Saturday, February 1, 2014

A Forest in the Desert

Norte Chico, Chile (January 12, 2006)

There is a rainforest in the desert. At the southernmost tip of the Atacama desert, the mountains and the ocean join in a daily ritual. The moist currents from the sea meet the cold air from the desert night: it is from their union that the camanchaca is born. The camanchaca is a rainless cloud, that sticks to the bottom of the valleys and moves inland like a dense bank of fog. It is a harbinger of life, as it brings moisture to one of the most arid deserts in the world.

Parque de Fray Jorge
A hundred kilometers south from La Serena, the camanchaca sustains the northernmost Valdivian temperate rain forest of Chile. Within the Parque Nacional Bosques de Fray Jorge, the forest is a remnant of the last glacial period, when densely wooded areas were common along the whole andean chain. With the retreat of the glaciers the trees have largely disappeared, replaced by the dry terrain of the Atacama desert. This north, only a few holdouts of the primeval forest are left, nourished by the clouds arising from the ocean. The forest at Fray Jorge is one of them (photo at the left, shot late in the day when the fog had already morphed into clouds, dissipating in the afternoon sun). To get to the park you drive south from La Serena along the Panamericana Highway, and then turn 90 degrees along a dirt road towards the coast (photo below). It is a surreal experience, driving towards a forest surrounded by a barren landscape of cacti framed by bare mountains of naked rocks. I though I was lost more than once: my trip was before universally available GPS, and my only guide was a  low resolution printout of an early version of google maps. I finally reached the gate of the park, where a custodian collected the small entrance fee, checked that I knew the closing hour of the gate and that I had a watch with me. I said: "no hay problema, tengo la hora acqui en mi celular", showing him my battered Treo (no iPhones and touch-screen smart phones at the time). He was quite impressed by my phone, opened wide his eyes and smiling said "pero eso no es un celular, es un avion!", before lifting the gate and letting me in.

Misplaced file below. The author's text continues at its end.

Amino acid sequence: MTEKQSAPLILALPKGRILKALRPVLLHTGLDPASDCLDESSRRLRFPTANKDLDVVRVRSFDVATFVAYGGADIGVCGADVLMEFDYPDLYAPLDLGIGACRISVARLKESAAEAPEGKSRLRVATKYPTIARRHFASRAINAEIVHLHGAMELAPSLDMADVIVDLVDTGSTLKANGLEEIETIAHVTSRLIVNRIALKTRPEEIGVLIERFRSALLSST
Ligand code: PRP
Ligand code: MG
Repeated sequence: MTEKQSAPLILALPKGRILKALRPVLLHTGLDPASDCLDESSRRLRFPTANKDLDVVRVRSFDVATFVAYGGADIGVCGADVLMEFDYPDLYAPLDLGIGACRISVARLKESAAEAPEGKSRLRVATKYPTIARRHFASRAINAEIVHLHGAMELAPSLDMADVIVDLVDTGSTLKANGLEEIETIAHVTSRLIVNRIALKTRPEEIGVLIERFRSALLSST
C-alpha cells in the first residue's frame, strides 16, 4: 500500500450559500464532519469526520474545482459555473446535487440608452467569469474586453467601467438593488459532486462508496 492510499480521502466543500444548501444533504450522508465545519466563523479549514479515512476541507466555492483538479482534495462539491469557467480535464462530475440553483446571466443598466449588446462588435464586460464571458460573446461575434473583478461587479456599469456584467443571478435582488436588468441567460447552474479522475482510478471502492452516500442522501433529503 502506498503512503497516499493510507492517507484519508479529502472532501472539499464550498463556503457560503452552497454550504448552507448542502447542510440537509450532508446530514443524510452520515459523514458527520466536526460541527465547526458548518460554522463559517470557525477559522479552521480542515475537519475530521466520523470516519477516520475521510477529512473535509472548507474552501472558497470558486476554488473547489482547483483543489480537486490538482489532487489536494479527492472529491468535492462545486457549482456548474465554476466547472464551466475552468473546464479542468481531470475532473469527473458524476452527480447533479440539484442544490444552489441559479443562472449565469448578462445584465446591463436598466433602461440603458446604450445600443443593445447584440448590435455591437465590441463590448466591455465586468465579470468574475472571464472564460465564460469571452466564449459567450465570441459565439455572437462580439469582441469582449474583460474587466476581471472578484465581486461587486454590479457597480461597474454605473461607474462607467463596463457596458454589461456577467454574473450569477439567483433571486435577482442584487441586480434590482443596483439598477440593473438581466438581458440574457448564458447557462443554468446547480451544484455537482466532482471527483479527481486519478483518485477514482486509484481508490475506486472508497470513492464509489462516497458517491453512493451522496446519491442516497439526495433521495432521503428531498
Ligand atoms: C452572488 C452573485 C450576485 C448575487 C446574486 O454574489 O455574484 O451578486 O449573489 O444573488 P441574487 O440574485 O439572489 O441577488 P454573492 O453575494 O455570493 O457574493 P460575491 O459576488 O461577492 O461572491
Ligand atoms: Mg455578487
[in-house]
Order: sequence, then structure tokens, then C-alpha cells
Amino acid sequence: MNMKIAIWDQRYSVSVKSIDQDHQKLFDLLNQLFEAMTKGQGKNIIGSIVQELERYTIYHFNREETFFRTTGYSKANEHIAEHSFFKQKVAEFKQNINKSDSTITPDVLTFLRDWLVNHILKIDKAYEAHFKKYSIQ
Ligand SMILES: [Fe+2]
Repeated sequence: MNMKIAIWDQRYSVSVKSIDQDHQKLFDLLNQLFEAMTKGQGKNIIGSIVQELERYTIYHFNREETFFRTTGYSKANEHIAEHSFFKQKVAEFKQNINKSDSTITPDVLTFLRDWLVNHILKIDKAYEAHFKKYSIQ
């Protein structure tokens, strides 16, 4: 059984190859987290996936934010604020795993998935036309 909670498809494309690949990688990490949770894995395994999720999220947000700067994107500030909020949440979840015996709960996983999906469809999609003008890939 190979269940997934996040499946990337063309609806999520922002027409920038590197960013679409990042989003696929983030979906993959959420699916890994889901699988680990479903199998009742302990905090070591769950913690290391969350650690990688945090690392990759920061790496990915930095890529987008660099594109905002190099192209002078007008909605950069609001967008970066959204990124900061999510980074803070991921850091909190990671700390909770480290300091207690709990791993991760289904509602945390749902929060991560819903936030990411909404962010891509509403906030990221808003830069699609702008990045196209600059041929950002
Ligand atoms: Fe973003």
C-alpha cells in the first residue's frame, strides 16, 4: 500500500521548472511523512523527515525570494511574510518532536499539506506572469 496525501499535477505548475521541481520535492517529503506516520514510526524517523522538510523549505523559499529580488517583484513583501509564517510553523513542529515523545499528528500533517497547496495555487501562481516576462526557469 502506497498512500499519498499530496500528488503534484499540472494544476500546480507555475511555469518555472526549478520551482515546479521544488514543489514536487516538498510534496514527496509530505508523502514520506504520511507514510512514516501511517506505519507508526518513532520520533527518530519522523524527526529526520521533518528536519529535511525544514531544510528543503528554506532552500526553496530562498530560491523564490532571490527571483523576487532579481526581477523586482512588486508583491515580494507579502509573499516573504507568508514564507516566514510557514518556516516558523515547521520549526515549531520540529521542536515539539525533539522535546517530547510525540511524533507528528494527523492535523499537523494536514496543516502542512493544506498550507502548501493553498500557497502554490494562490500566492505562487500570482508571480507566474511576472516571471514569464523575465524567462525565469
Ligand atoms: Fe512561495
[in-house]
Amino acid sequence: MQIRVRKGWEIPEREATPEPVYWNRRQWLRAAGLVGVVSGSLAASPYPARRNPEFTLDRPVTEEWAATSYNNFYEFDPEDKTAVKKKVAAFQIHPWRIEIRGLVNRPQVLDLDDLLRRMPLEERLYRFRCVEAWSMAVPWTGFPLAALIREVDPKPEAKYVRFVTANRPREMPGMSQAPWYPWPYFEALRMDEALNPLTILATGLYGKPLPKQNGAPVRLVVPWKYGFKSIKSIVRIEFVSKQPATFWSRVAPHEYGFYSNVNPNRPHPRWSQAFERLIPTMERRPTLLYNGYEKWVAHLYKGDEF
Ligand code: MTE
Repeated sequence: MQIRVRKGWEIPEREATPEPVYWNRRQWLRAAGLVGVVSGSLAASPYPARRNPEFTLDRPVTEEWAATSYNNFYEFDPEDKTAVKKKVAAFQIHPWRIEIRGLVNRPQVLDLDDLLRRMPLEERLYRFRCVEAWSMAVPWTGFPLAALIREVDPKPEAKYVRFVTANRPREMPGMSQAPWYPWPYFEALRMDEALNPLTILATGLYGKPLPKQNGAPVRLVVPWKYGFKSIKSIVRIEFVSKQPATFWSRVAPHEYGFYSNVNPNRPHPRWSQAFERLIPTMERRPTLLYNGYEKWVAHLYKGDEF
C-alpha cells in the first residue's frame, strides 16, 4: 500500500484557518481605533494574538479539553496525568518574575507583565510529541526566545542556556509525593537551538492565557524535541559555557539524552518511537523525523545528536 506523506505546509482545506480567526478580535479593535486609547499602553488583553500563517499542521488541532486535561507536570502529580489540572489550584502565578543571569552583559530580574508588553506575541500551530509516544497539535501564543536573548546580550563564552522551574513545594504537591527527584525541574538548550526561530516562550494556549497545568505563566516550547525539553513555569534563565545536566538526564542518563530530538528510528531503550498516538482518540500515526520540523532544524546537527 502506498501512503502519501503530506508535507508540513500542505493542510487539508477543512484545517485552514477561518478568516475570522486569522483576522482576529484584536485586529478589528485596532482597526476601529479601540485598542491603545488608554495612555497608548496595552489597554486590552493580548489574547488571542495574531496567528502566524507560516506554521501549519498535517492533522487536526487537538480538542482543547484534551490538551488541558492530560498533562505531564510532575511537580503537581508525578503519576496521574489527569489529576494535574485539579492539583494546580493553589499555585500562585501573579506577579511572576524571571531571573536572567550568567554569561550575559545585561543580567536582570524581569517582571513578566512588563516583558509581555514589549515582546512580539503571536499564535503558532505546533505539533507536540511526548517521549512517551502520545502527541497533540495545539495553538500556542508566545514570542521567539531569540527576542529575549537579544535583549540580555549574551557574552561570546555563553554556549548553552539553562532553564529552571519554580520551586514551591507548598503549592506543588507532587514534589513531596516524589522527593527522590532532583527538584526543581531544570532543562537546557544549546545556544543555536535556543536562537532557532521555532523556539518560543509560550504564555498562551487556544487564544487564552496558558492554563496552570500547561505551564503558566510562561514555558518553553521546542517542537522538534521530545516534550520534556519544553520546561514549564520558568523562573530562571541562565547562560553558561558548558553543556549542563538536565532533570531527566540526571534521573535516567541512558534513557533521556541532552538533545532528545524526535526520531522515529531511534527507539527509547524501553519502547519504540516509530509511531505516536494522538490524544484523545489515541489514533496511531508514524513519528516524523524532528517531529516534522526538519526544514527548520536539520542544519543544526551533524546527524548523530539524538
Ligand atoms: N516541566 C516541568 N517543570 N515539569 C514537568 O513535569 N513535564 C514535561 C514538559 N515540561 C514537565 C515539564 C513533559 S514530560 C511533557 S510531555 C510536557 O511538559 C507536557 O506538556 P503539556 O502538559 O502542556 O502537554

Friendly goats
The park is quite large (100 square km), and only a small fraction is actually forested. The rest looks like the usual dry landscape of this part of Chile, more like the large photo on top. An accessible trail allows a short walk on the rim of the mountains facing the ocean. The trees are dense and beautiful, a stark contrast with the arid scrubland around. I spent some time on the lookout, and then walked back to the car, just in time before the entrance gate would be locked. On my way to the highway I lingered in the desert, paying visit to the imposing cacti flowering in yellow and red seasonal bloom. Near a creek I found company: a small friendly herd of goats. They were roaming around in the barren plains at the base of the coastal mountains, until they found a large saguaro-like cactus and sat there in its shade. They are shown on the left, minding their business while occasionally checking on the weird guy with the camera walking around, possibly worried that I was, yet again, lost.

I went back to the car and drove away, in the direction of the blue mountains rising over the horizon.

Norte Chico, Chile (January 12, 2006)

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